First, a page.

Unlike directors working in a highly-specialized studio system like Hollywood, Wenders has been the generator of all his projects from their inception to the final stages; even exceptions to this, The Scarlet Letter (1973) and Hammett, both bear his imprint. Taking Wenders’s films as a work in progress from 1972—the year of his first commercial release—to date, a unifying theme runs through them: how an individual person struggles to cope with, or change, the circumstances of his life. In Wenders there is identification between the personal and the cinematographic. His films reflect the evolution of his concerns—intellectual and moral—from the individual toward the two primary forms of community: couple and family.
His early features, the road movies of the ’70s, follow the geographical and spiritual meanderings of lonely males, alienated figures lost in the historical vacuum of postwar Germany, yearning for American pop culture, passive spectators of life who relate to women with difficulty. While the films of Fassbinder and Alexander Kluge examine the social and political conditions of postwar Germany, and Antonioni denounces the alienation created by an industrialized society, Wenders describes the effects of this angst-ridden malaise on individuals like himself. Far from narcissistic exercises, these road movies, by weaving literary, historical, and political allusions in minimalist plots, have become documentary vignettes of the fractured Germany so drastically changed after 1989.
In Paris, Texas, a family drama in the guise of a road movie, co-written with Sam Shepard, the director shows with emotional vigor the struggles of a sinful man to reconstitute the family he broke. The protagonist, Travis (Harry Dean Stanton), is on the road with a mission. The film is cast in the mold of Ford’s The Searchers, about a loner’s impossible quest for home and family, and uses the desert of the Southwest like an impressionist landscape, in a manner reminiscent of Ford’s Westerns. But the landscape—in another nod to Ford—is also an extension of the protagonist’s broken moral universe. At the beginning of the film, the Texas desert from which Travis emerges in a catatonic state to the haunting guitar score of Ry Cooder is literally and figuratively the burning hell where he has spent the years after the breakup of his marriage and family. The open space to which he returns at the end, after having reunited his wife (Nastassia Kinski) and child (Hunter Carson), has now become a purgatory. He is redeemed but, like the hero of the classical Western, is unable to participate in the community he has saved.
The climax of Paris, Texas—a conversation between husband and wife, separated symbolically by a thick one-way glass—is staged like a confession; the sordid peep show where the abandoned wife now works becomes a confessional that restores communication and makes redemption possible. The reunion of mother and son at the end of the film—shot with the emotional restraint characteristic of Wenders—gracefully evokes the Madonna and child.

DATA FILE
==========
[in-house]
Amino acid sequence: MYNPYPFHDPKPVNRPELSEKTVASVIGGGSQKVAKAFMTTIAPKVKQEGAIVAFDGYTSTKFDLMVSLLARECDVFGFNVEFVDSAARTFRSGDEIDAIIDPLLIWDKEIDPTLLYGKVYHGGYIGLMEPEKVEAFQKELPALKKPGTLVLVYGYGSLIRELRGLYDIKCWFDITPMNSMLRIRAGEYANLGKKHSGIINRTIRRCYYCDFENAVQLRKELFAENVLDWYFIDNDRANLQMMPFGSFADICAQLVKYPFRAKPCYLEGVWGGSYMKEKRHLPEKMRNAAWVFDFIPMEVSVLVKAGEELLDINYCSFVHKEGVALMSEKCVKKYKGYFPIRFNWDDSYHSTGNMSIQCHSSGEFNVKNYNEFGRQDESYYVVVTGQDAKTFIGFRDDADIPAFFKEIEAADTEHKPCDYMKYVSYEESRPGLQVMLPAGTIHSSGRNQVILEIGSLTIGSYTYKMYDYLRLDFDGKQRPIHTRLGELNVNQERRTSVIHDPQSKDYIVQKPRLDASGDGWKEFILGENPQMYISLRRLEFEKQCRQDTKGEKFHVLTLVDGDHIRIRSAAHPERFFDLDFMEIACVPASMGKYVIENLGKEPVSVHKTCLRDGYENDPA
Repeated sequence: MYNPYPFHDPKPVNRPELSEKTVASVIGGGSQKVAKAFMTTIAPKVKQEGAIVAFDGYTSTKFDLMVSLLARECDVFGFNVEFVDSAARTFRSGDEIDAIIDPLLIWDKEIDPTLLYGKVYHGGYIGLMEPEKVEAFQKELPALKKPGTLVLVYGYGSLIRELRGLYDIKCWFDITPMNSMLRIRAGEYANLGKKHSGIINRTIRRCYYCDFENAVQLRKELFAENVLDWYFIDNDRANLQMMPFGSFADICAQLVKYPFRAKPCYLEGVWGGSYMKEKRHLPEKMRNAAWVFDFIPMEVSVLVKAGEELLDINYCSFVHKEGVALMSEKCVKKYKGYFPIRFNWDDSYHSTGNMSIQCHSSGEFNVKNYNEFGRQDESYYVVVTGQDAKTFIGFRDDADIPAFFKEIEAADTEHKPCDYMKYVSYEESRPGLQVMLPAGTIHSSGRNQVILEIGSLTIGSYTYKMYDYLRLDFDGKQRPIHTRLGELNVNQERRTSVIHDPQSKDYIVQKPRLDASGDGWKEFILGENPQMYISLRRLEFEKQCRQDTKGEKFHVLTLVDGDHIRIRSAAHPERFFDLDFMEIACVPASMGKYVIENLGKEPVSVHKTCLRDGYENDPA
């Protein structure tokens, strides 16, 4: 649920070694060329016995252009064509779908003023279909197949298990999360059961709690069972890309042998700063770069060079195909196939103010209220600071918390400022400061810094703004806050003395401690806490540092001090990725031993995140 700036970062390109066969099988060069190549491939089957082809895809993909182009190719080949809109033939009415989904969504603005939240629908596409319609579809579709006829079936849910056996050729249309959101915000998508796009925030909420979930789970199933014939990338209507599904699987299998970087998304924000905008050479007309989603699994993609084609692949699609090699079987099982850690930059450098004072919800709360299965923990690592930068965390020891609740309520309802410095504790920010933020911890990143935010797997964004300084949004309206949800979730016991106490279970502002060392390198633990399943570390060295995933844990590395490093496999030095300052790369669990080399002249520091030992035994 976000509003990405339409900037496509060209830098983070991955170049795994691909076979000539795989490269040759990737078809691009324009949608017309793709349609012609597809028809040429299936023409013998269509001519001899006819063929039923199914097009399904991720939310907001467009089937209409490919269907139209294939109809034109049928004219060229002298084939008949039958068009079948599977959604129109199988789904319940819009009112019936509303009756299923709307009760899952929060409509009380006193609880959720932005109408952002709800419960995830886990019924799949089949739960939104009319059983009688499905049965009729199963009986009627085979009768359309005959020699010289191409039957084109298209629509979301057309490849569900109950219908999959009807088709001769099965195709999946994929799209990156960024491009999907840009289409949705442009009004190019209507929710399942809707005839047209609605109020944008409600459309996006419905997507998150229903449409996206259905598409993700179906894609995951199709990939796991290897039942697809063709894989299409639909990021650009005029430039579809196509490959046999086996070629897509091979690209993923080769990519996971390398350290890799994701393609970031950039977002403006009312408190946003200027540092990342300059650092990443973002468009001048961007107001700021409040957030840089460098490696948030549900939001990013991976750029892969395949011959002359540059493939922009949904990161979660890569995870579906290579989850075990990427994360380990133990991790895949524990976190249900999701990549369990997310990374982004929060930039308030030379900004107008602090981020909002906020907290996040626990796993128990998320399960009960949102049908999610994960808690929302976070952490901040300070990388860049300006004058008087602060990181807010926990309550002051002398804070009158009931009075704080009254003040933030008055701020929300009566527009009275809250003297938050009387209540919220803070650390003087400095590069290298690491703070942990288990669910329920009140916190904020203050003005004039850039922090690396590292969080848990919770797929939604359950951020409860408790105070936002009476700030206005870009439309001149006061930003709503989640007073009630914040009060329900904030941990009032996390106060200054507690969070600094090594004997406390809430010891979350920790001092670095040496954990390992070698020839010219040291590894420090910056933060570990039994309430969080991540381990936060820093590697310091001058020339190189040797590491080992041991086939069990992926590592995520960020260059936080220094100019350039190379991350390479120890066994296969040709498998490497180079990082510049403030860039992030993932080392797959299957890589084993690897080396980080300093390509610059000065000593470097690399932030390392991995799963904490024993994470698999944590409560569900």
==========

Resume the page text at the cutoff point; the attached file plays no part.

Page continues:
The Christian elements shaping the narrative of Paris, Texas become the defining traits of Wenders’s European return, the allegoric and multilayered Wings of Desire and its sequel Faraway, So Close! If the road movies of the ’70s are about wandering through Germany to make sense of oneself in connection to the rural, urban, and human landscape, and Paris, Texas is a German’s existential view of America, Wings of Desire is a “vertical road movie” about Berlin, to quote Wenders. Written in collaboration with the Austrian writer Peter Handke (who coauthored The Goalie’s Anxiety and Wrong Move), and inspired by Rilke’s poetry, the film imagines the lives of the guardian angels that watch over the Berliners, listening to their subconscious and alleviating their physical pains and heartaches. The Wall is an open wound that fractures the city, and the past is ever present around the corner. Only children can see the angels floating over the city—hence the beautiful original title in German, Der Himmel iiber Berlin. Heavenly spirits without human desires and outside the ravages of time (imaginatively resolved on film), the angels guard the memory of the city, dwelling in a public library near the Wall.
One of them, Damiel (Bruno Ganz), forgoes eternity for the experience of life’s simple pleasures and the love of a trapeze artist (Solveig Dommartin), an earthly woman thirsting for the beauty of a couple lasting over time. The angel’s incarnation is marked by the film’s switch from black and white—the spiritual sphere of the angels—to color, the world of human experience. Even though the plot weaves several interconnected stories about Berlin and its ambivalent past, the film hinges on Damiel, a Wendersian hero on a journey of contemplation that leads to knowledge and action. It opens with a closeup of the angel’s hand writing: “When the child was a child, he did not know that he was a child … and that all souls were one….” The shot is paralleled at the end, when the incarnated Damiel writes of love: “I now know … what no angel knows.” The final shot of the Berlin skyline has superimposed “nous sommes embarquis” (we are on board), and then “to be continued.”